I admit that listing sub-commands explicitly violates the open-closed principle because I have to update my root command whenever I add another top level sub-command. However, I find the simplicity of directly invoking methods preferable to the opaque self-registration based on the init function. This way you can follow method calls from the main func right down to the business logic.

Business logic

Speaking of the business logic, it's the interface between that logic housed in the app package and the cli package that's more interesting. Here I have two goals:

  1. Keep Cobra and Viper dependencies confined to the cli package.
  2. Inject other dependencies into the app package to enable easy testing.

With that in mind, here's what the app itself looks like:

// internal/app/app.go
type App struct {
	Params *Params
	Out io.Writer
	Random io.Reader

type Params struct {
	Min      int
	// other externally configurable parameters

func New() *App {
	return &App{ &Params{}, os.Stdout, rand.Reader }

func (a *App) Generate() error {
	// implementation that first validates a.Params
	// then it uses them and the provided a.Random
	// to generate a password that it writes to a.Out

The App struct encapsulates all application dependencies.

The custom Params struct defines all user-configurable input parameters. Note that the App neither knows nor cares how user provided those parameters. App does, however, handle parameter validation, making that part of the testable business logic.

App sends all its output to the provided io.Writer. This makes writing unit tests easier because they don't need to sniff out the standard output, and they can still check the output formatting. This makes output formatting another part of the business logic.

Lastly, the injected Random io.Reader is used as a source of randomness. The crypto/rand package from the standard library dictates this type. This is just one example of a dependency; in other applications you might want to inject HTTP client, database connection, etc.

With all this in place I can write classic table driven unit tests for all my business logic. It also means that I can write a CLI command like this:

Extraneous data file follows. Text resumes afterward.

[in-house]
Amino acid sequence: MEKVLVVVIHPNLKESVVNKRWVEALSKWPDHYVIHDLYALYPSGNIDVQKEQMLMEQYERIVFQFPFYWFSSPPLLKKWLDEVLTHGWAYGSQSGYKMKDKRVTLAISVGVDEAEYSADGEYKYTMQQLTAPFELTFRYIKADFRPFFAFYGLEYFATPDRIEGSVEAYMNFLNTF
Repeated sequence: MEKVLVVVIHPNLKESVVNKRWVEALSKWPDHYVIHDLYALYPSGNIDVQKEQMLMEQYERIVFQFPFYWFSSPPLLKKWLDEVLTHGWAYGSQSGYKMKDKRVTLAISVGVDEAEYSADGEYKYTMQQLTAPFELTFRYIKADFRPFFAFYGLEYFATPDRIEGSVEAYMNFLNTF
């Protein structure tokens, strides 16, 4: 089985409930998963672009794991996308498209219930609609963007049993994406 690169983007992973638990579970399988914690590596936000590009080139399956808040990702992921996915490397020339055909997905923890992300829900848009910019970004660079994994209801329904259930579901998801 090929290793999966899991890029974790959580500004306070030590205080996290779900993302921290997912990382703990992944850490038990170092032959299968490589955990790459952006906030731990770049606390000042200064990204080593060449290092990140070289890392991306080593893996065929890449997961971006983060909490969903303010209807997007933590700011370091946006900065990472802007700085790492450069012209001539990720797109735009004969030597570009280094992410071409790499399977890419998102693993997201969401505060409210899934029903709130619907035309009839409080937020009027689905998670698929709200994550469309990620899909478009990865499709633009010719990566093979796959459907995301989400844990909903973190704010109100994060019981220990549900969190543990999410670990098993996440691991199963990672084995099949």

// cmd/generate.go
func generateCmd() *cobra.Command {
	a := app.New() // App instance with production grade dependencies
	cmd := &cobra.Command{
		Use:     "generate",
		// documentation related fields...
		PreRunE: func(cmd *cobra.Command, args []string) error {
			// this reads parameters from command line
			// arguments, flags and config files:
			return initParams(cmd, a.Params)
		RunE: func(cmd *cobra.Command, args []string) error {
			return a.Generate()
	cmd.Flags().IntVarP(&a.Params.Min, "min", "m", 16, "Min length")
	// the rest of the mapping from app.Props to flags
	return cmd

One good thing about this approach is that no matter how complex the app logic gets its Cobra command will always be more-less the same. The only code that I allow in the cmd package is used to set up the Cobra command.

Some extra benefits

In addition to easy testing, there are a few nice consequences of this design. Not all of them are immediately useful, and some of them may indeed never be used. I still find them interesting!

First of all, since I removed all the static init functions from the cli package, and since all commands are explicitly registered with their parent commands, it's now easy to create separate executables for a subset of those commands. All that's needed is to define a separate main function that executes not the root command, but one of the other higher level sub-commands.

Second, I use the same app.Props struct for all sub-commands. This helps me keep various input parameters consistent and unique on the application level. I can then read them from a config file, where a user can define defaults for any flag without specifying the individual command that the flag is used with.

Lastly, the App and it's logic is completely decoupled from the command line. That means it can easily be exposed behind other interfaces, like an HTTP server, or wrapped into a long running daemon process. This is usually not the first consideration when building CLI apps, but can become a handy benefit as project grows and evolves.


In conclusion, I find this project architecture allows me to test and scale my CLI apps and to get most out of libraries like Cobra and Viper. As previously mentioned, you can find the complete Passgen project on GitHub.

If all this command line talk has piqued your interest, I invite you to check my more general blog series on designing a CLI application:

  1. CLI Development; Part 1 – Tower of Babel
  2. CLI Development; Part 2 – Command line citizen
  3. CLI Development; Part 3- Advanced use cases

And in case you are interested in seeing this kind of content from me in the future, you can:

Or just come chat with me @antolius on Mastodon